Posts Tagged ‘modernity’
I’ve called this a “Lesson Outline” (rather than Plan) because it’s designed to introduce and to some extent explain the related concepts of simulacra and hyperreality using practical examples to illustrate the processes.
What the Outline does is treat the related concepts of simulacra and hyperreality in more-depth than in usually the case with most Sociology A-Level textbooks; this isn’t a criticism of such books, rather an observation that there’s rarely enough space available to treat the concepts with the depth I think they deserve. In this respect the Outline details 1sr, 2nd and 3rd order simulacra and, in relation to the latter, hyperreality.
Whether or not you chose to go with the practical stuff is really up to you – it’s indicative rather than prescriptive – and there are no fancy timings or whatever to guide you through your use of the materials.
I have included a short (3 minute) video resource (https://youtu.be/ilps5xefBp8) you can use alongside the printed resource – again, nothing too fancy or prescriptive, just 6 short (around 30 seconds) clips you can integrate into your lesson if you so choose.
Download Lesson Outline (pdf)
This set of Notes focuses on:
- Identifying the basic economic, political and cultural characteristics of modernity
- Relating these characteristics to the development of Consensus and Conflict Structuralism.
In this ShortCut Professor Brian Wynne (Lancaster University) extends his introduction to Beck’s concept of Risk Society by developing the idea of reflexive modernisation.
While this film will be a bit more “difficult” for a-level students the ideas Wynne discusses can be made more-accessible by relating them to various contemporary real-world examples – these range from examples of environmentalist activism and protest, through the recent referendum on Britain’s EU membership (“Brexit”) to the Donald Trump presidential campaign in America.
While the two previous posts looked at moral panics from two different perspectives (“from below” in the case of interpretivist approaches and “from above” in the case of hegemonic neo-Marxist positions) a different way of looking at the concept, developed by Waiton (2008), is to consider contemporary forms of panic in the context of a changing moral order; one where the “moral certainties” of modern society is replaced by the “moral uncertainties” of late/postmodern society.
Waiton argues, in this respect, that late/postmodern societies are characterised by amoral panics. Moral panics are increasingly rare because there is no-longer a clear and coherent sense of moral order to protect – something he attributes to “a collapse in the ‘faiths’ of the right and left, that cohered society in the past”. If there is no clear sense of a moral order, just a number of competing moral interpretations, there can be no sense of moral panics being engineered.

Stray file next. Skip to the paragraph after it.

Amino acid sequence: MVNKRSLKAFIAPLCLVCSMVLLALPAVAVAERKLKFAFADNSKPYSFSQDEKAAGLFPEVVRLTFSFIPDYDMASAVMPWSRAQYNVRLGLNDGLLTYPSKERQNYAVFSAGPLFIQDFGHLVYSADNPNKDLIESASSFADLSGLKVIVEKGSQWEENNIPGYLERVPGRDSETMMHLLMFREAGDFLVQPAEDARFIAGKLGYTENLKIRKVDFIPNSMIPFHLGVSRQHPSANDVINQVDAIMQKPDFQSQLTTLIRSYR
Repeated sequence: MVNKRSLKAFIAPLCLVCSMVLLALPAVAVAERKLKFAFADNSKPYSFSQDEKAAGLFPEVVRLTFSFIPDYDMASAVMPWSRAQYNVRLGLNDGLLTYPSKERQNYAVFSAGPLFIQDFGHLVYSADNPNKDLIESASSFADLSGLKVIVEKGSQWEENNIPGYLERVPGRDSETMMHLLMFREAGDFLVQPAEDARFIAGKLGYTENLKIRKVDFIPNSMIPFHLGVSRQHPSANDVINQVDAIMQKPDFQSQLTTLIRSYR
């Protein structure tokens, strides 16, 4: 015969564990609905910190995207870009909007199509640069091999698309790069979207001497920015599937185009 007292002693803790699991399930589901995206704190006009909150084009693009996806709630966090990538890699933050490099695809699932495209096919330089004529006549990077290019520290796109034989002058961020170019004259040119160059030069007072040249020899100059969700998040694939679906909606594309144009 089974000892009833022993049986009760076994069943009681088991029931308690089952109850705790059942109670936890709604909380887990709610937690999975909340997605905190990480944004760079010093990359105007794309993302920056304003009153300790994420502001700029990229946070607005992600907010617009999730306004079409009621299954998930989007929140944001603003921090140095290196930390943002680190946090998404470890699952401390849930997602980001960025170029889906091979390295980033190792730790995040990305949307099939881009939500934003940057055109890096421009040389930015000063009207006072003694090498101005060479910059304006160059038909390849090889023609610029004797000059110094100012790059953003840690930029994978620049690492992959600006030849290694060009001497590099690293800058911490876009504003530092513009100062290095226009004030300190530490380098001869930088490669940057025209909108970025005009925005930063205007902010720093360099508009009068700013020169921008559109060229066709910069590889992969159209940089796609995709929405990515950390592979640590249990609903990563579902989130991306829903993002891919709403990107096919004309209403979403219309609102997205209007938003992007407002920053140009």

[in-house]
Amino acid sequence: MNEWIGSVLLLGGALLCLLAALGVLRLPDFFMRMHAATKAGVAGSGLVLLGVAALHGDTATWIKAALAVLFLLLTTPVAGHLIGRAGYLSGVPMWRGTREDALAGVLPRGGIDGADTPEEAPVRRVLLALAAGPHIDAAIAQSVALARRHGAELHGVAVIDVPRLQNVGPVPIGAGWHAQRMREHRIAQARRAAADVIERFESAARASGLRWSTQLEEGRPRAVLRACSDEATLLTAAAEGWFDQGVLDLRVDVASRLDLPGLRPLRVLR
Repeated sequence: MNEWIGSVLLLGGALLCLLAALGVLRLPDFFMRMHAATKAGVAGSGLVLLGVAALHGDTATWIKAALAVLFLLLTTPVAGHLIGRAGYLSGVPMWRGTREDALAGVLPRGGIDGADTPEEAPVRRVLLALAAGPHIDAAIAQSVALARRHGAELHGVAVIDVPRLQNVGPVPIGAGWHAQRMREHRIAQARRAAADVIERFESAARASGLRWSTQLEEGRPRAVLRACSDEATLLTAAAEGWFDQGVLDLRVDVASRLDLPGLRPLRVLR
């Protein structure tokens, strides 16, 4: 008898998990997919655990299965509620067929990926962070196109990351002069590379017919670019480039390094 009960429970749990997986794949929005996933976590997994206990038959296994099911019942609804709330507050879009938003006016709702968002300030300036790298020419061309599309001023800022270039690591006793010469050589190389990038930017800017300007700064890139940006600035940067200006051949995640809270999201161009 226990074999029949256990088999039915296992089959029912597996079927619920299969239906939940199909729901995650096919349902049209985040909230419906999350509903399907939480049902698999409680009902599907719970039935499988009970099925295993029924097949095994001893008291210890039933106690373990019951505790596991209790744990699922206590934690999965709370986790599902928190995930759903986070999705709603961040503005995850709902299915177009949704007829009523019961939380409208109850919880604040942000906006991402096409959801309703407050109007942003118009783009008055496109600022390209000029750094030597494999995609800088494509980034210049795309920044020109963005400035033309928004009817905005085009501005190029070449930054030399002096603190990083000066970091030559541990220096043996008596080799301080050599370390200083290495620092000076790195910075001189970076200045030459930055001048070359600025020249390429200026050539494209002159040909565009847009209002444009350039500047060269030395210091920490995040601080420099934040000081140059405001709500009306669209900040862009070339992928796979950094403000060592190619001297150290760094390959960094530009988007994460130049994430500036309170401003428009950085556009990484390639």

This doesn’t mean panics no-longer occur, merely that their quality is amoral “a form of moralising without any wider system of meaning”. In other words, while panics have a moral dimension – they involve ideas about what is good or bad for society – they are not specifically related to any sense of an overriding moral order. (more…)
Don’t know your Foundationalism from your anti-essentialism, your agile corporation from your Post-Fordist or, indeed your simulacra from your elbow?
If reality causes you confusion (but you’ve got a sneaking suspicion that “the Truth” is out there, somewhere) then this free book chapter (taken from A2 Sociology for AQA), is probably just what you need to start bluffing your way through the highways and the byways of PoMo with the best of them…
Analogies are a useful teaching tool in sociology for a number of reasons:
- They can help students to understand something complex and unfamiliar by using ideas that are relatively simple and familiar.
- They can be used to engage students in collaborative work, the outcome of which is an expansion of their knowledge and understanding through the connections they are able to make.
- They encourage students to generate their own ideas, arguments and understanding in a relatively gentle and supportive context.
- The role of the teacher changes from simple didacticism to one of questioning, guidance, engagement and synthesis.
For these reasons analogies can be used as both collaborative classroom exercises and for flipped teaching (students prepare their work outside the classroom and enter the classroom prepared to discuss their understanding).